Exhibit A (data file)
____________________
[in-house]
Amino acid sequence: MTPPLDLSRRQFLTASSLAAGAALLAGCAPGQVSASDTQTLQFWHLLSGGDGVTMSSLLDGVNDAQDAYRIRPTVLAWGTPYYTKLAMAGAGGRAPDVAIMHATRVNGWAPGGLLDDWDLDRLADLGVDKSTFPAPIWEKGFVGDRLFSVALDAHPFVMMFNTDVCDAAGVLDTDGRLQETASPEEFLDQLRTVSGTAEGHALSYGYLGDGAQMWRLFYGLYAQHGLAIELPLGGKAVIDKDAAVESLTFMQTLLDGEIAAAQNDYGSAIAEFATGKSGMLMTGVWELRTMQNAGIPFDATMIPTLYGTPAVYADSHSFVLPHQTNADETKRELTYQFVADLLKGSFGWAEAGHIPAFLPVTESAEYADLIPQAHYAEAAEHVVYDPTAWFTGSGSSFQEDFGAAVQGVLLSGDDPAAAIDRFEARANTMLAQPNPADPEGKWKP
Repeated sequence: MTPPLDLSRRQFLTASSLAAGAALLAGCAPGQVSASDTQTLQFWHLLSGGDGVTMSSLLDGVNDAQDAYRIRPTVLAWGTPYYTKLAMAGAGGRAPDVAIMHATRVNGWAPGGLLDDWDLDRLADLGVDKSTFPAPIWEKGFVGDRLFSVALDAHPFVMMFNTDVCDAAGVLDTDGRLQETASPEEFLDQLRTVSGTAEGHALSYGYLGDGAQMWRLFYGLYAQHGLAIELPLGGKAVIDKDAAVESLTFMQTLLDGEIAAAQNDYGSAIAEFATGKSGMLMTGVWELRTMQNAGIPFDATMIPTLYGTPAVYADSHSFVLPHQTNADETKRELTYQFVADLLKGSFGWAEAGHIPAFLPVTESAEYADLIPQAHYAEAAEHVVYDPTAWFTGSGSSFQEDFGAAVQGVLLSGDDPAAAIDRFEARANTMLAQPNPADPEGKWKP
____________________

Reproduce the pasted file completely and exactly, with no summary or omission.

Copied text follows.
[in-house]
Amino acid sequence: MTPPLDLSRRQFLTASSLAAGAALLAGCAPGQVSASDTQTLQFWHLLSGGDGVTMSSLLDGVNDAQDAYRIRPTVLAWGTPYYTKLAMAGAGGRAPDVAIMHATRVNGWAPGGLLDDWDLDRLADLGVDKSTFPAPIWEKGFVGDRLFSVALDAHPFVMMFNTDVCDAAGVLDTDGRLQETASPEEFLDQLRTVSGTAEGHALSYGYLGDGAQMWRLFYGLYAQHGLAIELPLGGKAVIDKDAAVESLTFMQTLLDGEIAAAQNDYGSAIAEFATGKSGMLMTGVWELRTMQNAGIPFDATMIPTLYGTPAVYADSHSFVLPHQTNADETKRELTYQFVADLLKGSFGWAEAGHIPAFLPVTESAEYADLIPQAHYAEAAEHVVYDPTAWFTGSGSSFQEDFGAAVQGVLLSGDDPAAAIDRFEARANTMLAQPNPADPEGKWKP
Repeated sequence: MTPPLDLSRRQFLTASSLAAGAALLAGCAPGQVSASDTQTLQFWHLLSGGDGVTMSSLLDGVNDAQDAYRIRPTVLAWGTPYYTKLAMAGAGGRAPDVAIMHATRVNGWAPGGLLDDWDLDRLADLGVDKSTFPAPIWEKGFVGDRLFSVALDAHPFVMMFNTDVCDAAGVLDTDGRLQETASPEEFLDQLRTVSGTAEGHALSYGYLGDGAQMWRLFYGLYAQHGLAIELPLGGKAVIDKDAAVESLTFMQTLLDGEIAAAQNDYGSAIAEFATGKSGMLMTGVWELRTMQNAGIPFDATMIPTLYGTPAVYADSHSFVLPHQTNADETKRELTYQFVADLLKGSFGWAEAGHIPAFLPVTESAEYADLIPQAHYAEAAEHVVYDPTAWFTGSGSSFQEDFGAAVQGVLLSGDDPAAAIDRFEARANTMLAQPNPADPEGKWKP